Food writer and cook Nigel Slater takes a tour of the diversity in modern British home cooking. Nigel discovers three one-pot dishes with origins from around the world.
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I've grown up with food that says home.
Dishes that mean a lot to me are part of who I am.
But while it's comfortable to stick with
what you know in the kitchen, I want to explore new ways of cooking.
There you go, you can carry that.
Are we going to cook in the garden?
In the garden, yes, like it used to be!
'I'm going on a tour to meet home cooks all around Britain...'
Oh, look at that.
'..who are mad about their food.'
I'm just one boy who loves to cook.
'To find out what culinary secrets they can teach me.'
-Well, you need a chicken, don't ya?!
This is my excuse to see what makes other cultures tick.
And to meet distant cousins of my favourite recipes.
It's home and abroad.
Dishes that share the same basic idea,
but with origins and ingredients a long way from our shores.
My journey will take me around the world.
The beauty is I won't even need a passport.
And as a thank you, I'll invite everyone I meet to a meal
that puts all their dishes on one table in a celebration
of what makes us different, and what brings us together.
One of the most ancient forms of cooking was to put
everything in one pot and cook it very slowly.
These steaming feasts of slow-cooked treasures allow individual
flavours to mingle, making real one-pot wonders.
Made across the world, many hotpots are much-loved family recipes,
but before I meet the talented people who will show me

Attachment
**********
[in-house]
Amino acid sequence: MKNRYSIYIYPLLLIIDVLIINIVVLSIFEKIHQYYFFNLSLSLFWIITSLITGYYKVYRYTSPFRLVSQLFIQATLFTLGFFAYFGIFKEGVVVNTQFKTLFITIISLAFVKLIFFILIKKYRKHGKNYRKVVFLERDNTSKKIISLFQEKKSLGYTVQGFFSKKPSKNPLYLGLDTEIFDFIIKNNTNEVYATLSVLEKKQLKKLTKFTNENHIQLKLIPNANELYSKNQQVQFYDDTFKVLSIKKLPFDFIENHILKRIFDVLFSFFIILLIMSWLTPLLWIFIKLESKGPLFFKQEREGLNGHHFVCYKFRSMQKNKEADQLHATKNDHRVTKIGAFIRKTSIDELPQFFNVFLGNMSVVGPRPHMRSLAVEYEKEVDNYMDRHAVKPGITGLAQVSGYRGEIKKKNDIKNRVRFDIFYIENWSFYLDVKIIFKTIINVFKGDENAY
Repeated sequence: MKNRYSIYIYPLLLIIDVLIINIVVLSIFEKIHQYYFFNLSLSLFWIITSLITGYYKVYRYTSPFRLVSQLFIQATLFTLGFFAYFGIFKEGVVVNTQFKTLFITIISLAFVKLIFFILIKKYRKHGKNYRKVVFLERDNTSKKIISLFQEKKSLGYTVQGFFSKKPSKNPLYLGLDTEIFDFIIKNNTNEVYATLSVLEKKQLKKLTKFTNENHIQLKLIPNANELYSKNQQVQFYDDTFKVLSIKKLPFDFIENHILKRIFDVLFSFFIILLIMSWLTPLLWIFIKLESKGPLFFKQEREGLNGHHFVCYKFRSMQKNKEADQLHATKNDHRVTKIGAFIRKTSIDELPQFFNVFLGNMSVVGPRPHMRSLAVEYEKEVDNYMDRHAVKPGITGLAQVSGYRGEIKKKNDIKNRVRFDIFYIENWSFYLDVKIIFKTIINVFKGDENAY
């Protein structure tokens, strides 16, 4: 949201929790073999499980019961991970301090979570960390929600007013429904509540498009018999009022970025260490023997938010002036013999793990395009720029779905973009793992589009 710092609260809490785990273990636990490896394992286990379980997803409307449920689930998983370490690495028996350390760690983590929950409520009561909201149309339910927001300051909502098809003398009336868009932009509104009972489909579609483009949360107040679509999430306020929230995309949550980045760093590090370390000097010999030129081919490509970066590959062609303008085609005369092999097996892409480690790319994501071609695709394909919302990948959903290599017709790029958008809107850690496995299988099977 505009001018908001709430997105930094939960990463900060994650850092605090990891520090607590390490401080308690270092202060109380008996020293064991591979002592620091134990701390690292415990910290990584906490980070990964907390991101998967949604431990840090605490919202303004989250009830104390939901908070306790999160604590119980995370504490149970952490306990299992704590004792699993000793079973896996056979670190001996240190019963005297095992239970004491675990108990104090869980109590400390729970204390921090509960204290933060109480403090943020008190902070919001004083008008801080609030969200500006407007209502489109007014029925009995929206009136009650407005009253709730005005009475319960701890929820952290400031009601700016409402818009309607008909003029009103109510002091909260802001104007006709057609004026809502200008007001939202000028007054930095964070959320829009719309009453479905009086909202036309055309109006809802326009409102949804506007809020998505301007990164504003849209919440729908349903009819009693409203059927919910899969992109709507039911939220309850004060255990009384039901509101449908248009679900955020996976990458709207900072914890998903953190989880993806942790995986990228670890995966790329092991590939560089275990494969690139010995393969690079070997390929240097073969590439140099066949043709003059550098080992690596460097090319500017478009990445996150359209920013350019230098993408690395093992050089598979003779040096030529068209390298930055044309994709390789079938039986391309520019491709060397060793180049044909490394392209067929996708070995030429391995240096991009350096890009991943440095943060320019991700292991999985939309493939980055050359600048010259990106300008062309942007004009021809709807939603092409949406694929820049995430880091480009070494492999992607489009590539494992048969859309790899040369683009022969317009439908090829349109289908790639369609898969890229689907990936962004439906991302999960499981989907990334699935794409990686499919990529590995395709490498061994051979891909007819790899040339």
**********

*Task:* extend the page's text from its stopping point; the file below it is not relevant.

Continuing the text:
their signature slow cooking, I want to make one of my favourites,
that speaks of old-fashioned Britain, the Lancashire Hotpot.
I can't think of anything more welcoming to come home
to on a winter's night.
There's something very easy about it, very good-natured.
I think of it as a very uncomplicated thing
in a complicated world.
Traditionally, this could use any cut of lamb,
but I like chops. Searing the meat intensifies the flavour.
The real magic happens when all the ingredients come together.
Celery, onions, carrot and swede just say Britain to me.
This is OUR hotpot. It's the one that we're most famous for.
So, when the lamb's brown on both sides, I'm going
to put it into the pot.
Brown the onions, followed by the celery and chunky carrot.
With every hotpot, you look at the ingredient list
and it's an ingredient list of the landscape, it's that area,
it's totally connected to where it's come from.
And that happens throughout the world.
Just a couple of tablespoonfuls of flour, you really don't need much.